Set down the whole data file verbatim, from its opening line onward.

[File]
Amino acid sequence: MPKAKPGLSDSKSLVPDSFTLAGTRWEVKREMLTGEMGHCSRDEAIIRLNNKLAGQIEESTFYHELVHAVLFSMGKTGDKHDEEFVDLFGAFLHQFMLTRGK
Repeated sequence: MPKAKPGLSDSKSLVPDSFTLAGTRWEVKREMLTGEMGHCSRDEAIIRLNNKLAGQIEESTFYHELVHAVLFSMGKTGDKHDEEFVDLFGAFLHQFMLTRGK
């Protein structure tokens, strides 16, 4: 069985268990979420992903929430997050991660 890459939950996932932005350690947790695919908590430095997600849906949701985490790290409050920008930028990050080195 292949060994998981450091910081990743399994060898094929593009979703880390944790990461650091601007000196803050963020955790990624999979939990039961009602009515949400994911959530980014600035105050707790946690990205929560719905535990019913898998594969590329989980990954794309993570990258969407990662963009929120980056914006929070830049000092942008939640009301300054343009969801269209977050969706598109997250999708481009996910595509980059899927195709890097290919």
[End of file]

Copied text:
Amino acid sequence: MPKAKPGLSDSKSLVPDSFTLAGTRWEVKREMLTGEMGHCSRDEAIIRLNNKLAGQIEESTFYHELVHAVLFSMGKTGDKHDEEFVDLFGAFLHQFMLTRGK
Repeated sequence: MPKAKPGLSDSKSLVPDSFTLAGTRWEVKREMLTGEMGHCSRDEAIIRLNNKLAGQIEESTFYHELVHAVLFSMGKTGDKHDEEFVDLFGAFLHQFMLTRGK
């Protein structure tokens, strides 16, 4: 069985268990979420992903929430997050991660 890459939950996932932005350690947790695919908590430095997600849906949701985490790290409050920008930028990050080195 292949060994998981450091910081990743399994060898094929593009979703880390944790990461650091601007000196803050963020955790990624999979939990039961009602009515949400994911959530980014600035105050707790946690990205929560719905535990019913898998594969590329989980990954794309993570990258969407990662963009929120980056914006929070830049000092942008939640009301300054343009969801269209977050969706598109997250999708481009996910595509980059899927195709890097290919």